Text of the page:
It is said that if you work for a federal, state or local government office and want to operate a UAV in your daily operations, you may not need a Part 107 certificate. Government drone pilots can be eligible to apply for a public Certificate of Waiver or Authorization, known as a COA. If your public agency does obtain a COA from the Federal Aviation Administration (FAA), do you still need a Part 107 certificate to fly your drone legally?
Part 107 vs COA
Part 107 – A set of Federal Aviation Regulations, or FARs. These are the FAA’s first official rules governing the commercial use of small Unmanned Aircraft Systems (sUAS). In addition to outlining the operational limitations of sUAS, Part 107 also provided requirements for the issuance of a Remote Pilot Certificate with an sUAS rating for commercial drone pilots. Part 107 is also intended to be the first step towards full integration for the use of commercial drones into the National Airspace System (NAS). The full set of regulations has been published in the Federal Aviation Regulations Aeronautical Information Manual (FAR AIM). A Part 107 Operator’s Certificate, or “drone license” allows a person to get paid for flying a drone. The purpose of the drone license is to ensure that a commercial drone pilot is familiar with and safely abides by the established drone rules of the sky.
COA – The Certificate of Waiver or Authorization (COA) for Public Aircraft Operations gives a good amount of flexibility to the organization who holds the COA. This certificate is a good option for qualifying governmental and nonprofit organizations, including the below:
- Local Municipalities
- Fire Departments
- Police Departments
- Public Schools
Although a COA can provide an organization with flexibility, the interested organization has to first request a COA from the FAA and then submit a series of information. So, while a COA does provide flexibility, it’s a longer and more difficult process than Part 107.
Do I Need a Part 107 Certificate With a COA?
The quick answer is that it’s not currently a requirement that sUAS pilots flying a drone for a public agency with a COA have to also possess a Part 107 Remote Pilot Certificate. However, it is absolutely becoming more common. Here are the 2 reasons why:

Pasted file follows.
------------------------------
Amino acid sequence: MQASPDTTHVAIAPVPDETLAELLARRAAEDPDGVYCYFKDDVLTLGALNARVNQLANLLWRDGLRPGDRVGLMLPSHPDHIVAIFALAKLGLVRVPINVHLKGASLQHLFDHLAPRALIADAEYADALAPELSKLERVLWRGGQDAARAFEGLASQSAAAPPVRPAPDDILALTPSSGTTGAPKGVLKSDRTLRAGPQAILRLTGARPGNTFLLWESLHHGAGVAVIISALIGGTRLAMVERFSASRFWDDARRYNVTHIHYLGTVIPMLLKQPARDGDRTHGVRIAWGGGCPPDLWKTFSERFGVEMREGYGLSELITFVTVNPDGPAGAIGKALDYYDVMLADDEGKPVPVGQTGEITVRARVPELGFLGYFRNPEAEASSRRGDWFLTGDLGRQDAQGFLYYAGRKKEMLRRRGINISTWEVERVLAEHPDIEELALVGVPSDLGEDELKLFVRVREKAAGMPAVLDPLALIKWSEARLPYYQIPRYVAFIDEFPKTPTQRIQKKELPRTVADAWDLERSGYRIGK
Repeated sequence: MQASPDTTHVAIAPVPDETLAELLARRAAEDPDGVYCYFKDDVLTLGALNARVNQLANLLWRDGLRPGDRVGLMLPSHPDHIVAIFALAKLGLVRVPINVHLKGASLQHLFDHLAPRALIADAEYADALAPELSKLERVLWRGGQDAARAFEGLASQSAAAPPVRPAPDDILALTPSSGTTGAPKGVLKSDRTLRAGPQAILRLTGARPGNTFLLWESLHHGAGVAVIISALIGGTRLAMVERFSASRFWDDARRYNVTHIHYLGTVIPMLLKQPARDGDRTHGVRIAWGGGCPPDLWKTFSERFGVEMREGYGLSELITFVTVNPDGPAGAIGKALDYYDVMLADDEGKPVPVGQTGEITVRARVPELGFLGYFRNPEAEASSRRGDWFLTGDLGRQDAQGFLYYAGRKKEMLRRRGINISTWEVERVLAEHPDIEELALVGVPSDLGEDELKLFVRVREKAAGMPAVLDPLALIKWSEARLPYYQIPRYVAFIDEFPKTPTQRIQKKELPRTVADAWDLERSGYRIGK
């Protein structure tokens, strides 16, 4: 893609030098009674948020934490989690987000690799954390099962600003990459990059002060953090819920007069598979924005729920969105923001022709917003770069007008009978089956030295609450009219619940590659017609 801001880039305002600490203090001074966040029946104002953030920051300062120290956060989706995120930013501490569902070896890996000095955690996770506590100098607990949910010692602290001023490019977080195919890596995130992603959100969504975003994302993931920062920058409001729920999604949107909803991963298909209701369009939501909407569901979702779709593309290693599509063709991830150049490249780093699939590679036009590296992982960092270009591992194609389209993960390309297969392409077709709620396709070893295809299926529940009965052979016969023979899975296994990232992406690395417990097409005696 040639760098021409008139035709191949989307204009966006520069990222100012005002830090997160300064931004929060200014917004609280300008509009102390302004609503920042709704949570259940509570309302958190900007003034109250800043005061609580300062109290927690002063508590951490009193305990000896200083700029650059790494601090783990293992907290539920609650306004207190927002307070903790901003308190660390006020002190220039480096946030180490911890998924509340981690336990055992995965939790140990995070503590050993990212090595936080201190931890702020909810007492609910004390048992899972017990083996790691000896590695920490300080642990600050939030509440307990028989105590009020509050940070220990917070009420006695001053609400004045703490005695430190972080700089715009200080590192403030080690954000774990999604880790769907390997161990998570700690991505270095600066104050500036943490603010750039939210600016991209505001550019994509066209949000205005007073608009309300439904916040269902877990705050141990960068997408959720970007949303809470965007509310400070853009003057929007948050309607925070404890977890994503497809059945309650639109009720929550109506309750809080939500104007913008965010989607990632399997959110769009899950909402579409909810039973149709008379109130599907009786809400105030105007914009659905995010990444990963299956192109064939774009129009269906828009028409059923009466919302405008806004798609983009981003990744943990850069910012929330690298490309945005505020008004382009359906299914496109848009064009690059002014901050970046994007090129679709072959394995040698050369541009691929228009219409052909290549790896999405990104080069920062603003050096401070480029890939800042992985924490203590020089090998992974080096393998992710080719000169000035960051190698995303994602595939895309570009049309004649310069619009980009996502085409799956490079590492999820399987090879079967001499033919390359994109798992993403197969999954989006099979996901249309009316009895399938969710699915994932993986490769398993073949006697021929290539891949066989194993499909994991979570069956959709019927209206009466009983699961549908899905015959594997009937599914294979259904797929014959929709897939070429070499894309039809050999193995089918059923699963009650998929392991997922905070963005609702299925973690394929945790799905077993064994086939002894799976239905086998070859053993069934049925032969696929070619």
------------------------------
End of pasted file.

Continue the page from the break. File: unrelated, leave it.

- Every COA request requires that the requesting agency describe their planned UAS training protocols. This can be a very complex procedure to both develop and implement internally and it has been the reason that the FAA has denied many COA requests in the past if the information provided was insufficient. Because the release of Part 107 provided an FAA created and sanctioned method for “certifying” that an individual possessed the knowledge necessary to operate a sUAS for commercial or official purposes, it is now being used as a “boiler plate” method to fulfill that requirement on COA requests, provided the planned flight operations will utilize aircraft that the FAA designates as “small” unmanned aircraft systems.
- The FAA has informally indicated that they do not intend to renew sUAS Exemptions and COAs indefinitely, and that ultimately Part 107 and other Federal Aviation Regulations will become the permanent rules for all types of official drone operations. As a result, they tend to look favorably on COA requests that indicate a knowledge of Part 107 regulations and intends to utilize sUAS pilots that possess the aeronautical knowledge necessary to safely operate their drones within the National Airspace System (NAS).
The Bottom Line
It is unclear if the FAA will one day require a Part 107 certification for public agencies that possess a COA. However, having Part 107 training and certification when applying for a COA will definitely help show the FAA that your agency is knowledgeable on sUAS rules and regulations. If you or your agency is interested in obtaining a Part 107 certificate, online drone classes, or flight training, visit www.dartdrones.com or call us at 800-264-3907!